Toyota has joined forces with BMW to begin work on range projects, including a new sportscar, it has been announced.
Akio Toyoda, President of Toyota Motor Corporation (TMC), and Norbert Reithofer, Chairman of the Board of Management of BMW AG, have signed a memorandum of understanding on the project, which includes closer ties on developing fuel cell and hybrid engines, as well as lightweight materials.
Mr Reithofer and Mr Toyoda also signed a Joint Statement to reconfirm their companies’ shared intention to strengthen long-term, strategic collaboration between them, an agreement struck in December last year.
Reithofer said: “We aim to further strengthen our competitive position in sustainable future technologies. We signed an MoU to this effect today. Toyota and the BMW Group share the same strategic vision of sustainable individual future mobility. Together we have a great opportunity to continue leading our industry through this transformation.”
Toyoda added: “BMW and Toyota both want to make ever-better cars. We respect each other. That is why we already can take the next step together.” He went on to say: “Toyota is strong in environment-friendly hybrids and fuel cells … I believe BMW’s strength is developing sports cars. I get so excited thinking about the cars that will result from this relationship.”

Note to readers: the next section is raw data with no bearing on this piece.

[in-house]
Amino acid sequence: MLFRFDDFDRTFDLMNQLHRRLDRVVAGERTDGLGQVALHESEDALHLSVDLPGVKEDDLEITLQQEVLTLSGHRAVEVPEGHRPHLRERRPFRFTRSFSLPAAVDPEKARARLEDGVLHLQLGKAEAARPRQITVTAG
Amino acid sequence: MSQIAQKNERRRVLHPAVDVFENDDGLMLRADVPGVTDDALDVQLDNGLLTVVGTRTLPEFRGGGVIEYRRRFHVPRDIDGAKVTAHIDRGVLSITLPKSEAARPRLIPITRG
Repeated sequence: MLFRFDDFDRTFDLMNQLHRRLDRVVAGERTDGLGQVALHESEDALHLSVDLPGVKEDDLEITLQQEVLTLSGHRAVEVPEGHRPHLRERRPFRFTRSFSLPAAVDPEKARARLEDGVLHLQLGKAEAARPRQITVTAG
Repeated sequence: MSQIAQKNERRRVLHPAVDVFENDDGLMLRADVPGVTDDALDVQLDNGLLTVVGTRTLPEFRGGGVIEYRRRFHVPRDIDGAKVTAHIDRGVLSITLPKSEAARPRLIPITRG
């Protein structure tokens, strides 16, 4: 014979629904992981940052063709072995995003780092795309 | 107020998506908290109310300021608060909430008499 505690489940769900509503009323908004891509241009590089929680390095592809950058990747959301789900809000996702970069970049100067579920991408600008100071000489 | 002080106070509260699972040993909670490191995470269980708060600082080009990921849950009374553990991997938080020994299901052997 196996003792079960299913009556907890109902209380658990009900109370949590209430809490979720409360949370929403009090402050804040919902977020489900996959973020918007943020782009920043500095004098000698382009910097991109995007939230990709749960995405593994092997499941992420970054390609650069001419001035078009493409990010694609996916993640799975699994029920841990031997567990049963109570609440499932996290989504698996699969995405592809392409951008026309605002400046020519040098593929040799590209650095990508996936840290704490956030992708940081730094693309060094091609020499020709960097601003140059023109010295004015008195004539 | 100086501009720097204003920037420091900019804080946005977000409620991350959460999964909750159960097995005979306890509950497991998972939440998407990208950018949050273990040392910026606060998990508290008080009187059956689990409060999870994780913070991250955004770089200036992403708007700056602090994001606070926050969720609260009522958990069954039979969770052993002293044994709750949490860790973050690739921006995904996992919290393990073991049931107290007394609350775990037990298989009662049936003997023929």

In March 2012, the BMW Group and TMC signed a binding agreement on collaborative research in the field of next-generation lithium-ion battery cells. In addition, the BMW Group and Toyota Motor Europe entered into a contract in December last year, under which the BMW Group will supply highly efficient 1.6 litre and 2.0 litre diesel engines to Toyota Motor Europe starting in 2014.
Today’s MoU represents the companies’ agreement in December last year to identify and discuss other possible collaborative projects.
What type of cars would you like to see developed by Toyota and BMW in the future? Could a the ‘future sports vehicle’ be a new hybrid-powered Supra, Celica, MR2 – or something completely new? How will new ‘lightweight technologies’ and ‘powertrain electrification’ be used across the Toyota range, from city cars to family vehicles?